Tank truck to marine vessel - Oil transfer
5. Tank Trucks
Table of Content
- About This Manual
- 1. Introduction
- 2. Regulations and Guidelines
- 3. Responsibilities
- 4. Oil Transfer Locations
- 5. Tank Trucks
- 6. Static Discharge Protection
- 7. Nozzles
- 8. Transfer Hoses
- 9. Receiving Vessels
- 10. Contingency Planning
- 11. Operating Procedures
- Appendix A: Fuel transfer safety checklist
- Appendix B: BC Coastal marina contingency plan
This section covers the regulations governing tank truck drivers as well as qualifications and insurance needed by drivers in order to be in compliance with the law. Safety equipment required on the vehicle is also discussed.
5.1 Driver Qualifications
Drivers must be properly trained as follows:
- Transportation of Dangerous Goods (TDG) certification is required for all drivers carrying flammable or combustible liquids
- CPPI driver certification is required for all drivers picking up petroleum products at major terminals.
- The training for this certification involves safe loading procedures, safe unloading procedures at customer facilities, emergency procedures and more.
- All drivers engaged in deliveries to vessels should have this certification.
- WHMIS training is required for all employees who handle controlled substances including most petroleum products
- Emergency Response training meeting the CPPI standard or equivalent
- Be familiar with the requirements of this document for the specific operations being carried out.
- Compliance with the National Safety Code with respect to log books, hours of service and other relevant information.
Tank truck construction, operation, inspection and maintenance are regulated by Fire Codes, TDG and other regulations. Drivers must understand and comply with the applicable requirements of these regulations.
Any truck not meeting all applicable legal requirements is not to be loaded with dangerous goods.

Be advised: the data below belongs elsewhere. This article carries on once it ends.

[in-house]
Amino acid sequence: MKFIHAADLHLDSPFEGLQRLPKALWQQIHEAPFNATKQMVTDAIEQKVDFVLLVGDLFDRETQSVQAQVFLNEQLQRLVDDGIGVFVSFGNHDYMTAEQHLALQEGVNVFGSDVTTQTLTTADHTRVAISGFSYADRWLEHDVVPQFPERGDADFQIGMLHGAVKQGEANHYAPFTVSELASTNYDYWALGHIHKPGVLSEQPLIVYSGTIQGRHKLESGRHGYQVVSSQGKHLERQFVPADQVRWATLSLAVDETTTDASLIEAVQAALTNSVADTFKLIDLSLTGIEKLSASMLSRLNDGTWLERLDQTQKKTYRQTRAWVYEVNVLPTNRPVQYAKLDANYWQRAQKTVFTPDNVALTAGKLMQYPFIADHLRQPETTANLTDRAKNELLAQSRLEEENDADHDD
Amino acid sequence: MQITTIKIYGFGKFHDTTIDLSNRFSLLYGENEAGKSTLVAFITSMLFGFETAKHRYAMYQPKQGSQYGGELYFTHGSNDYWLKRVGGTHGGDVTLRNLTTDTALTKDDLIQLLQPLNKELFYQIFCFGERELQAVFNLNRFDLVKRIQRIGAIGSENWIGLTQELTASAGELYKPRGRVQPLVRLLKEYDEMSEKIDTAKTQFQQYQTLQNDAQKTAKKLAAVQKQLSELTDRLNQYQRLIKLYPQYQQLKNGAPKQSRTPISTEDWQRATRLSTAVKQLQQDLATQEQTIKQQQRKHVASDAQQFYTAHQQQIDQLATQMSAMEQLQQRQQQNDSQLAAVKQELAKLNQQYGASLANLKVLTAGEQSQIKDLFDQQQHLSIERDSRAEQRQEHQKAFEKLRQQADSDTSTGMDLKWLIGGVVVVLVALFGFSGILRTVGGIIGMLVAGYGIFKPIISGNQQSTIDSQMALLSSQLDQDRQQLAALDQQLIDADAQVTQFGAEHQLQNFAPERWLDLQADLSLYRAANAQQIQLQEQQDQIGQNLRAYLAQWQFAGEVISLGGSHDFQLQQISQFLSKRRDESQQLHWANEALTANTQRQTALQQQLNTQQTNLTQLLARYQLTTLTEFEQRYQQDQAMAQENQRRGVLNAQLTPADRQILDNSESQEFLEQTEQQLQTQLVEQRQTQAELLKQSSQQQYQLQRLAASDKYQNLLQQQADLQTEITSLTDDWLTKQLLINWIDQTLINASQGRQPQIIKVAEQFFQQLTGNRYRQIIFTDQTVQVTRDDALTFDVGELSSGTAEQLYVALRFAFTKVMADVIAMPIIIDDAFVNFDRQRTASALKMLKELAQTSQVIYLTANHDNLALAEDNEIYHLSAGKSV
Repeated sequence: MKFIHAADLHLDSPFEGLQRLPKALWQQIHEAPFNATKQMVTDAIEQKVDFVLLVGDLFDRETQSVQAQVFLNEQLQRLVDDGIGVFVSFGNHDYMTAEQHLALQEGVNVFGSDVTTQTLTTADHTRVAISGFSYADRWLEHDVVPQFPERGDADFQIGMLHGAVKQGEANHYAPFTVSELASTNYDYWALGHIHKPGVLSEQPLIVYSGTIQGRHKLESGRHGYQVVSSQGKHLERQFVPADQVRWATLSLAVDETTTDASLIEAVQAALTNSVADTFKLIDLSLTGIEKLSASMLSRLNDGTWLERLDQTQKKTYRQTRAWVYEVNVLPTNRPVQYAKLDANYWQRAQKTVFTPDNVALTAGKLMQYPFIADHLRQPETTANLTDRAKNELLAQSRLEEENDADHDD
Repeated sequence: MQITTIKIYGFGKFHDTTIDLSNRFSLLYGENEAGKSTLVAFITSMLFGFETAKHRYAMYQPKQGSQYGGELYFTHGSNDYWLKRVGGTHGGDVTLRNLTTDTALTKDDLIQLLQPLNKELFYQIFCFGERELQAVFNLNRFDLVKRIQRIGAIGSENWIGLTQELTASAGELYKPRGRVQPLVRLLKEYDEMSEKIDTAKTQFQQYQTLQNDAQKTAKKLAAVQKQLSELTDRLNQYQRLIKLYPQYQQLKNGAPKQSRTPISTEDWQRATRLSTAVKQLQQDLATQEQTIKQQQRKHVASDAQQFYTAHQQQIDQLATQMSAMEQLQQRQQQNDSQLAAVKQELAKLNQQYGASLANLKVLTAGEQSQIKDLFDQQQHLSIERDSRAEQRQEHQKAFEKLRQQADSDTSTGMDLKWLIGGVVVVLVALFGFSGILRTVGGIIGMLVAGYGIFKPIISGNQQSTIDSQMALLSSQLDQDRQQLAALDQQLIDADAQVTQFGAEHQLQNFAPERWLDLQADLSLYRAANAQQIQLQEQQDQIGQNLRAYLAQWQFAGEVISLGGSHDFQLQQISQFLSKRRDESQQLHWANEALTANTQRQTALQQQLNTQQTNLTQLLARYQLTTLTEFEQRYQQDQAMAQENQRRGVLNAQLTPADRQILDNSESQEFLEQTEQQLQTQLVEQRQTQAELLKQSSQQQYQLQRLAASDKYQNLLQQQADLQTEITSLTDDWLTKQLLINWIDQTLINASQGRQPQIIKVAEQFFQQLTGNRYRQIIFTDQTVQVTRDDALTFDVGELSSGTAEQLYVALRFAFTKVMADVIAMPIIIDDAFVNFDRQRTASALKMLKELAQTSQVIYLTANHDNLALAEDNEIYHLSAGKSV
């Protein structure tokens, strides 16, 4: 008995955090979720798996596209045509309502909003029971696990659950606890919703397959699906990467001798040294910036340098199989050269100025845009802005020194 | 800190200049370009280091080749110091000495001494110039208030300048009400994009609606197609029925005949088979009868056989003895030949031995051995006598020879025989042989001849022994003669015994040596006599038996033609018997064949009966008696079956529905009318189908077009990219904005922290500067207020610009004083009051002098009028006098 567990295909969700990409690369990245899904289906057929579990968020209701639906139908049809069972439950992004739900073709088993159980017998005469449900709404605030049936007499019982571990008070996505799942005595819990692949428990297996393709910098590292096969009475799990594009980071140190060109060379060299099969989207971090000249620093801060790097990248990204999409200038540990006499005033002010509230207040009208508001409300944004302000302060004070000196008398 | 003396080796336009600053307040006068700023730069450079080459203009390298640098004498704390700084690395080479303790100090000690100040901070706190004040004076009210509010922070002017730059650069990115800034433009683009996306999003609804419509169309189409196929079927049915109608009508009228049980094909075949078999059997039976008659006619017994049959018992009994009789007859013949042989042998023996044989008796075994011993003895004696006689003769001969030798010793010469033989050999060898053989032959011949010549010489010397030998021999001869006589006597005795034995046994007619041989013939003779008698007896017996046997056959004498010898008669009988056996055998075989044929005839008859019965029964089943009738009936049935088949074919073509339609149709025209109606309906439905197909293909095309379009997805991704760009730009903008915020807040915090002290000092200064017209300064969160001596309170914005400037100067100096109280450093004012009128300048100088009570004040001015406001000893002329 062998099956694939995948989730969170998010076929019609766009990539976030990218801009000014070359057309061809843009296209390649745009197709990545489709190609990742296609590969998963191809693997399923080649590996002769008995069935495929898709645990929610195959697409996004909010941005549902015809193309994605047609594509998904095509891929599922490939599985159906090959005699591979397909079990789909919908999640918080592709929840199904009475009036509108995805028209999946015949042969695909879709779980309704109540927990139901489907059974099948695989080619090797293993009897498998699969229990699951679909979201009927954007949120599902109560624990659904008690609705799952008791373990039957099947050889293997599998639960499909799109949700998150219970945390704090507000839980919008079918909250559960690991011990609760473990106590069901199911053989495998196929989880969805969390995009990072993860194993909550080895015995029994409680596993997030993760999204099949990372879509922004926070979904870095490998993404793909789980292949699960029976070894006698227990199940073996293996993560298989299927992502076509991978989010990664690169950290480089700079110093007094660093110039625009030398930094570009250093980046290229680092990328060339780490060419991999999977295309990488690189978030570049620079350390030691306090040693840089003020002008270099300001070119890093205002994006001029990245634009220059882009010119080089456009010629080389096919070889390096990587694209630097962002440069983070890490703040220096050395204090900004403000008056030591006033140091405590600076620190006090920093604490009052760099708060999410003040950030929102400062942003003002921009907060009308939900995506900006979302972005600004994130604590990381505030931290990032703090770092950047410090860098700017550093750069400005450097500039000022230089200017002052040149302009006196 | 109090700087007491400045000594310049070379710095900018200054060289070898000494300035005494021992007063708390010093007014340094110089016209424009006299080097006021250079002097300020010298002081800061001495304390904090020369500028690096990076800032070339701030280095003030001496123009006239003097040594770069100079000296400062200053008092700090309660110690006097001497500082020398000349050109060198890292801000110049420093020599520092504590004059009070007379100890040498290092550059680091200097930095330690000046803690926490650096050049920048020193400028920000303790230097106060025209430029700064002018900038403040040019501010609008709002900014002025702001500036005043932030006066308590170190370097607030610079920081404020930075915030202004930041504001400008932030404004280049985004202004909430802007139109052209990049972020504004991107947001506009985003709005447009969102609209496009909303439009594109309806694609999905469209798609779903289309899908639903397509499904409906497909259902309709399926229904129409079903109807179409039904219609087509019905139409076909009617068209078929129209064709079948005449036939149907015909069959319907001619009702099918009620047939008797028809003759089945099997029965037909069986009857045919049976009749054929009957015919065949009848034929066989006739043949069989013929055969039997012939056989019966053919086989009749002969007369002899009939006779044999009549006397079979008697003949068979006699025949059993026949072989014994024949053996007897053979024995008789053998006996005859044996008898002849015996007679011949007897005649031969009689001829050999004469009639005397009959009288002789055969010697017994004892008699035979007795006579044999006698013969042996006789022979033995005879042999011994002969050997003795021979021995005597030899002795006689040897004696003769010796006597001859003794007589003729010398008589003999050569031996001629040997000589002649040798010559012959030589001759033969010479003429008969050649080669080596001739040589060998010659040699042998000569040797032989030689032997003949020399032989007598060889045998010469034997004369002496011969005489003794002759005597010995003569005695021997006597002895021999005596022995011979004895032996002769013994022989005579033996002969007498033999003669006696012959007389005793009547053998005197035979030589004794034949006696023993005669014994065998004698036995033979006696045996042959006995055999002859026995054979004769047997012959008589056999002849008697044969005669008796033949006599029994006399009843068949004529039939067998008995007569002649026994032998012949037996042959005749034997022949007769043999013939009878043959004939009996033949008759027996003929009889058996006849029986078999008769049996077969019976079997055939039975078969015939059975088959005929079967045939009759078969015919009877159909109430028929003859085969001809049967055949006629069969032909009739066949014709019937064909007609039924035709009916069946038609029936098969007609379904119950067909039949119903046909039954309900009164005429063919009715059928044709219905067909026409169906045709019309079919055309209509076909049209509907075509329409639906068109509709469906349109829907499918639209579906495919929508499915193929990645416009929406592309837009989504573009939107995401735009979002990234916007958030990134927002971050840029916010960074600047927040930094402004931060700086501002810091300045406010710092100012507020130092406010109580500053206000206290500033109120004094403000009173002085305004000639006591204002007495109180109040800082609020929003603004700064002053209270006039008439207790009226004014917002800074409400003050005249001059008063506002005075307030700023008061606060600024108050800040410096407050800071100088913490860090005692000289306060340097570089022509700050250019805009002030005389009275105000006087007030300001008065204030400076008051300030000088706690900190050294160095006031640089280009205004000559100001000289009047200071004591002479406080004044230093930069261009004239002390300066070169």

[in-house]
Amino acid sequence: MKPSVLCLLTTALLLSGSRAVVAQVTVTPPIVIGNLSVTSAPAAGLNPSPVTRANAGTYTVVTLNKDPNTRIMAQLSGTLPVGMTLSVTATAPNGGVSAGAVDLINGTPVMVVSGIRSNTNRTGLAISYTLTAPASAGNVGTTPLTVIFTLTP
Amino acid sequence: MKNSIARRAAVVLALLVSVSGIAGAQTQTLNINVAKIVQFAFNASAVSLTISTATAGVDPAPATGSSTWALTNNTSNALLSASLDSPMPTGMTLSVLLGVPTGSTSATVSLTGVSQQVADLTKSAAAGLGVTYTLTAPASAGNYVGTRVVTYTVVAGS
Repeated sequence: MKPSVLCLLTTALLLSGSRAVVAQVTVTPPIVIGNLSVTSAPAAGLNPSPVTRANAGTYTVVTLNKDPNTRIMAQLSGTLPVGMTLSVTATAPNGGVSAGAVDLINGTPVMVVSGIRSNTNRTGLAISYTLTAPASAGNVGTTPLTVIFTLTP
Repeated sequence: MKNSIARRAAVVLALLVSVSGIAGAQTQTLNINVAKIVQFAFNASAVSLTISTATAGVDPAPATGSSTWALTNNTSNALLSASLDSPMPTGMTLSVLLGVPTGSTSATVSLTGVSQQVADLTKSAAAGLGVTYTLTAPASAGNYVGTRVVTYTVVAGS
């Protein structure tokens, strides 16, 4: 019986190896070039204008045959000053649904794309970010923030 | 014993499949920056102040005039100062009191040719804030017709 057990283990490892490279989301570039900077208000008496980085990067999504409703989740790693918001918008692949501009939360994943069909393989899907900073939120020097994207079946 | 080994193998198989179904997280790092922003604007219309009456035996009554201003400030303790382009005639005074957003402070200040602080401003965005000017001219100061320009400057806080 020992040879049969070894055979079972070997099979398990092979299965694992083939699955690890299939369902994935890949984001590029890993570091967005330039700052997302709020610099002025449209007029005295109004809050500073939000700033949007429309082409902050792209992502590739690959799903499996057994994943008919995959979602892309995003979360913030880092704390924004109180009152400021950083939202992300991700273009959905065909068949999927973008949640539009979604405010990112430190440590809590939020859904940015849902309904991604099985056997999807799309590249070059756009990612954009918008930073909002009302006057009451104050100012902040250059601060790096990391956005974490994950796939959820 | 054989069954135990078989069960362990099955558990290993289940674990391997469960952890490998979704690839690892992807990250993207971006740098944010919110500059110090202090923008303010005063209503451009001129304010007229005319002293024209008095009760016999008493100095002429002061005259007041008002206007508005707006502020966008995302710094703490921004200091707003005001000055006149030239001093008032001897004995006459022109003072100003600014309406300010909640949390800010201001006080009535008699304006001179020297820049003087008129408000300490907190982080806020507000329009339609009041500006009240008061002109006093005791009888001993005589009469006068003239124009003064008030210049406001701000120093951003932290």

5.3 Fire Extinguishers
All trucks must carry at least one approved fire extinguisher rated at least 20 BC in compliance with Fire Codes.
During unloading, the fire extinguisher is to be removed from the truck and placed in an immediately accessible position near the driver during unloading.
5.4 Truck Pumps
Truck-mounted pumps can yield high pressures resulting in hose ruptures and fitting failures. The truck pump pressure-relief should be set to prevent excessive pressure.
Suggested maximum pumping pressure is 400 kPa (60 psi). This will allow pumping into above-ground tanks while not exceeding the working pressure of properly-rated hoses and nozzles.
The pump system should be tested periodically to ensure the pressure-relief is working and is properly limiting the pump discharge pressure.
Pressures must not exceed the lowest rated capacity of the hose, nozzle and fittings.
The operating speed of the truck pump should not exceed the manufacturer's recommended speed which; in most cases, is 900 RPM.
The following are four types of insurance generally available to drivers involved in oil transfer operations.
5.5.1 Automobile 3rd - Party Liability
Covers collision damage to others caused by the tank truck
5.5.2 Commercial General Liability (CGL)
- To cover products and operations
- Pays for damages due to negligence
- Pays for property damage (response-related activities) but does not pay for long term environmental damage
5.5.3 Cargo Insurances
- To cover the cost of lost cargo
- Also covers the cost of recovering cargo off the ground
- Not for environmental damage
5.5.4 Pollution Insurance
- Not covered by above policies
- Covers long term environmental damage
Most truck operators carry liability insurance but not all carry pollution insurance.
Carrier's insurance requirements are normally set out by the shipper of the product.
Some insurance companies will impose restrictions on coverage, such as excluding loading and unloading activities. Insurance companies generally assume all tank truck activities are on land; truck operators should notify their insurance agent if they will be transferring oil over water.
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